Why is my tax discount for the homeowner exemption or longtime occupant exemption smaller than last year’s?
During the housing boom, the legislature passed a complicated tax law known as the 7 percent assessment cap. The law created two related tax exemptions, the expanded homeowner exemption and the longtime occupant exemption. The basic premise of each exemption was that the equalized assessed values of owner-occupied homes should not rise by more than 7 percent per year. Increases above 7 percent were supposed to be tax exempt.

At the time the assessment cap was adopted, assessed values were rising rapidly and so were exemption values under the 7 percent cap. These expanding exemptions helped protect homeowners from large tax increases during the housing boom.

But the 7 percent assessment cap was not designed for a falling market. Because of declining home values, the exemption values that had accumulated since enactment of the 7 percent assessment cap have been largely wiped out.

All owner-occupied homes in Oak Park are still eligible for a homeowner exemption discount worth a minimum of $633, and some will receive exemptions worth more. But for most people, the savings from these exemptions are smaller than they were last year.

Why didn’t I get a long-term occupant exemption this year?
The expanded homeowner exemption is available to all owner-occupied homes. But that exemption has an upper limit, and during the housing boom, some taxpayers had assessment increases that exceeded the limit. The longtime occupant exemption waived the upper limit for taxpayers who had been in residence at least 10 years and had household income of less than $100,000. Waiving the upper limit provided such taxpayers greater tax exemptions and greater tax savings.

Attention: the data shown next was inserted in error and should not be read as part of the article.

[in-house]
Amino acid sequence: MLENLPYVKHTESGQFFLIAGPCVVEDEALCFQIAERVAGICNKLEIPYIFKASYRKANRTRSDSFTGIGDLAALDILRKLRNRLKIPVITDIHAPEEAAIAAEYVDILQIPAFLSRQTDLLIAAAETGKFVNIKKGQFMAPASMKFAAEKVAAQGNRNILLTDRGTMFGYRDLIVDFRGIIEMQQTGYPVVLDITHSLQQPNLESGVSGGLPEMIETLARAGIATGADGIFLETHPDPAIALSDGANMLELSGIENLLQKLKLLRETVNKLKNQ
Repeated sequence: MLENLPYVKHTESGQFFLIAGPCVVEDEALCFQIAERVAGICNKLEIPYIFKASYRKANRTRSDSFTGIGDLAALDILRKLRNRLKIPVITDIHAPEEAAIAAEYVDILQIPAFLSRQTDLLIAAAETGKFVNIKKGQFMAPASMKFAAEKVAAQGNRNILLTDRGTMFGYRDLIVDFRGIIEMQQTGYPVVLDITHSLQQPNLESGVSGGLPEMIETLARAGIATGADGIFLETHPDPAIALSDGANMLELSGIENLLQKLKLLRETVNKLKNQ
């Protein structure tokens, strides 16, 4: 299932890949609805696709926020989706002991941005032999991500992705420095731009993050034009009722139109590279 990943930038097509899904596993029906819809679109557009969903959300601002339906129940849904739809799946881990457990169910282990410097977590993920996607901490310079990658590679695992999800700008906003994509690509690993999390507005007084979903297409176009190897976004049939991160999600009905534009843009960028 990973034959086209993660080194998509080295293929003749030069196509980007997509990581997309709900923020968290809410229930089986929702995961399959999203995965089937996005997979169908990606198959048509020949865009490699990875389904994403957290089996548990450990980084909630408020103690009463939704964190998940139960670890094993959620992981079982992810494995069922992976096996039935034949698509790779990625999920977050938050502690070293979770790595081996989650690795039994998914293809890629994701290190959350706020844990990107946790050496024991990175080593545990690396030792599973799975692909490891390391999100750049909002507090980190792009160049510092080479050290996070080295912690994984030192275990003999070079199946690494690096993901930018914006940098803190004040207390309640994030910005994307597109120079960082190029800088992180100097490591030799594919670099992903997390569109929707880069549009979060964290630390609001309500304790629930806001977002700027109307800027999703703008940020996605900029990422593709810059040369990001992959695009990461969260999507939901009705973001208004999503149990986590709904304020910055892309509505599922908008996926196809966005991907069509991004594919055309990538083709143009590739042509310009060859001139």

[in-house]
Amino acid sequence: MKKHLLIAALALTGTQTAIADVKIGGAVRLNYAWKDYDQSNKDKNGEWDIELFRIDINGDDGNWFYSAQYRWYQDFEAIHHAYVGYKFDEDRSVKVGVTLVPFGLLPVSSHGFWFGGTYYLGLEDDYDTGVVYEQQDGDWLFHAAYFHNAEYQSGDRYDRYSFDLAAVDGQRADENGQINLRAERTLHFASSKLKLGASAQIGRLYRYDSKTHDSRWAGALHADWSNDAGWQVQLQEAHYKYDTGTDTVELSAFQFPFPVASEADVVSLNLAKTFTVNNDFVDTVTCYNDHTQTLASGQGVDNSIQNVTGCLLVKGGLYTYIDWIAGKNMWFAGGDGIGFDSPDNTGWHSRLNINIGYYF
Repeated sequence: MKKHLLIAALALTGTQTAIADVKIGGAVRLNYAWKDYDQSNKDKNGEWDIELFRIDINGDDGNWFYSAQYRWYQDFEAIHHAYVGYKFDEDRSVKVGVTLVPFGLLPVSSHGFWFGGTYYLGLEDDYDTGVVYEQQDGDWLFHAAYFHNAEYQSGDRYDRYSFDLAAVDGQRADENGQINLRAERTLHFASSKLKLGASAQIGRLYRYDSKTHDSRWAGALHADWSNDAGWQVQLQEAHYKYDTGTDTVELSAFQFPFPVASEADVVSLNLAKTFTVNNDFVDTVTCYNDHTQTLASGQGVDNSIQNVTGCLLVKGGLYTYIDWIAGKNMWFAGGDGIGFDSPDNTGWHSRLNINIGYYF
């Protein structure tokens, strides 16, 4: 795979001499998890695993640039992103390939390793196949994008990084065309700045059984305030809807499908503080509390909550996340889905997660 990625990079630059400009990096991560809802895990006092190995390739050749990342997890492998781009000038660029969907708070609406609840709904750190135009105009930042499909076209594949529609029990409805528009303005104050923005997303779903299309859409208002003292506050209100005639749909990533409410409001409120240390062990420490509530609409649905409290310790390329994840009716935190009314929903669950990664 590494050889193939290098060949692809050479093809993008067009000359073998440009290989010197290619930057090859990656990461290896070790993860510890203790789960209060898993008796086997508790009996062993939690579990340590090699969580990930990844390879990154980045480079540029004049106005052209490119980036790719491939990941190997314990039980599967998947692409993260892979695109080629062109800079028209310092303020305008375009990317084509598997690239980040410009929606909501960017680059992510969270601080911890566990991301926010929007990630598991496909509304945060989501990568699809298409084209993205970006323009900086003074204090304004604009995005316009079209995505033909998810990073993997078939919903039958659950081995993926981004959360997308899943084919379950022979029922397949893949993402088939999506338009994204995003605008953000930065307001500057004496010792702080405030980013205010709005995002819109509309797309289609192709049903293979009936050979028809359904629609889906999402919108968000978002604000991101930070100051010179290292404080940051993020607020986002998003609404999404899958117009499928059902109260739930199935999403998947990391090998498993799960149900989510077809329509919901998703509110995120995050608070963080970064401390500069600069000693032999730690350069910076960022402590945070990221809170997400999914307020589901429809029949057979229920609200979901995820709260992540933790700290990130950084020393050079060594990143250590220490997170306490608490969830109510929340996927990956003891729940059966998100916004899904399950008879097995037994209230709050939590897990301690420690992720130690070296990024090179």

Last year, 1,280 Oak Park homes received the longtime occupant exemption. This year, however, only 94 Oak Park homes are receiving it. This dramatic change is due to the decline in the housing market. The value of most Oak Park homes is now below the threshold of eligibility for the longtime occupant exemption.

What effect do declining exemptions have on my taxes?
Tax bills are determined by multiplying a property’s equalized assessed value (EAV) by the local tax rate. This year, two opposing factors are influencing the EAV of most residential properties. Smaller tax exemptions are raising the EAV of properties. But falling assessed values due to weakness in the housing market are reducing the EAV of properties.

The size of the two opposing factors is different for each property. If your taxes have increased significantly, it is likely that your tax exemption fell by more than your assessed value. And if your taxes are about the same as last year or lower, your assessed value fell by more than your tax exemption.

This year’s property tax bills are confusing. First, the cost of providing local government services has increased, notwithstanding the decline in property values stemming from last year’s reassessment. In addition, some of the programs that seek to protect homeowners from rising taxes were designed with a rising housing market in mind, and do not work very well with declining housing markets. The result is that some property owners who may have expected tax decreases will end up paying more this year.

Ali ElSaffar is the Oak Park Township Assessor.